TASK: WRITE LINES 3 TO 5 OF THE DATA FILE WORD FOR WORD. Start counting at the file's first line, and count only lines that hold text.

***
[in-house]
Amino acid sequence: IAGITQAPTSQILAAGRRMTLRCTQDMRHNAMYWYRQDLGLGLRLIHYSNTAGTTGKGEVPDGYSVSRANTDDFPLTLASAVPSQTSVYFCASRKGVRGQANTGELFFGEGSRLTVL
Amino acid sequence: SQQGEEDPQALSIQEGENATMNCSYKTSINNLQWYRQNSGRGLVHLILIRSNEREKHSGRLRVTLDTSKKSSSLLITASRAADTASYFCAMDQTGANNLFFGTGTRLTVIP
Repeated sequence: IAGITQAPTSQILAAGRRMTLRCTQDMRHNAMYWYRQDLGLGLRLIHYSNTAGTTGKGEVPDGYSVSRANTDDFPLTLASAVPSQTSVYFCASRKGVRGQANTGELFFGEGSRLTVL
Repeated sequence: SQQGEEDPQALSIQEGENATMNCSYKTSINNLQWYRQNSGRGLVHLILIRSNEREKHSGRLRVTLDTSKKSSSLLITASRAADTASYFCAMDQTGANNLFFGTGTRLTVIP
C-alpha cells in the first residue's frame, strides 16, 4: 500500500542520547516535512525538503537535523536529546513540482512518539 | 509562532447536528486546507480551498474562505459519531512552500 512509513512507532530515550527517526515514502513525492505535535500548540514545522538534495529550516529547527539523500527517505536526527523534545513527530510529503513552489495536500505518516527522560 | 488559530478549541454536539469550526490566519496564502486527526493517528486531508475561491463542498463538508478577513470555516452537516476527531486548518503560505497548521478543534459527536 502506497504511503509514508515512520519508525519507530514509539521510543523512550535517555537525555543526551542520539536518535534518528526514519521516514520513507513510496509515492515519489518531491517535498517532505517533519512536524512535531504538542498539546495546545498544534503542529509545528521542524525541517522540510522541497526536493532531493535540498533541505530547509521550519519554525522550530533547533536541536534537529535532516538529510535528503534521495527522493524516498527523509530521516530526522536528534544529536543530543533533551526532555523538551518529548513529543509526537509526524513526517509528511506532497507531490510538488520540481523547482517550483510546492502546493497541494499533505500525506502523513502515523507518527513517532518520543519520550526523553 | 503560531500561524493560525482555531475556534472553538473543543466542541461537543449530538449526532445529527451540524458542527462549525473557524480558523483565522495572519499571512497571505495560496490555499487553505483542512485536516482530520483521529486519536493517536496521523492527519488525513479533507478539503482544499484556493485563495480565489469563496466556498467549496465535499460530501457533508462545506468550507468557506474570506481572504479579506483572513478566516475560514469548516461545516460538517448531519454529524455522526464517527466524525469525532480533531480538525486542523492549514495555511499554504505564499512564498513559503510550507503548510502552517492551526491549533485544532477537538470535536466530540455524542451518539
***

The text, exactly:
Amino acid sequence: SQQGEEDPQALSIQEGENATMNCSYKTSINNLQWYRQNSGRGLVHLILIRSNEREKHSGRLRVTLDTSKKSSSLLITASRAADTASYFCAMDQTGANNLFFGTGTRLTVIP
Repeated sequence: IAGITQAPTSQILAAGRRMTLRCTQDMRHNAMYWYRQDLGLGLRLIHYSNTAGTTGKGEVPDGYSVSRANTDDFPLTLASAVPSQTSVYFCASRKGVRGQANTGELFFGEGSRLTVL
Repeated sequence: SQQGEEDPQALSIQEGENATMNCSYKTSINNLQWYRQNSGRGLVHLILIRSNEREKHSGRLRVTLDTSKKSSSLLITASRAADTASYFCAMDQTGANNLFFGTGTRLTVIP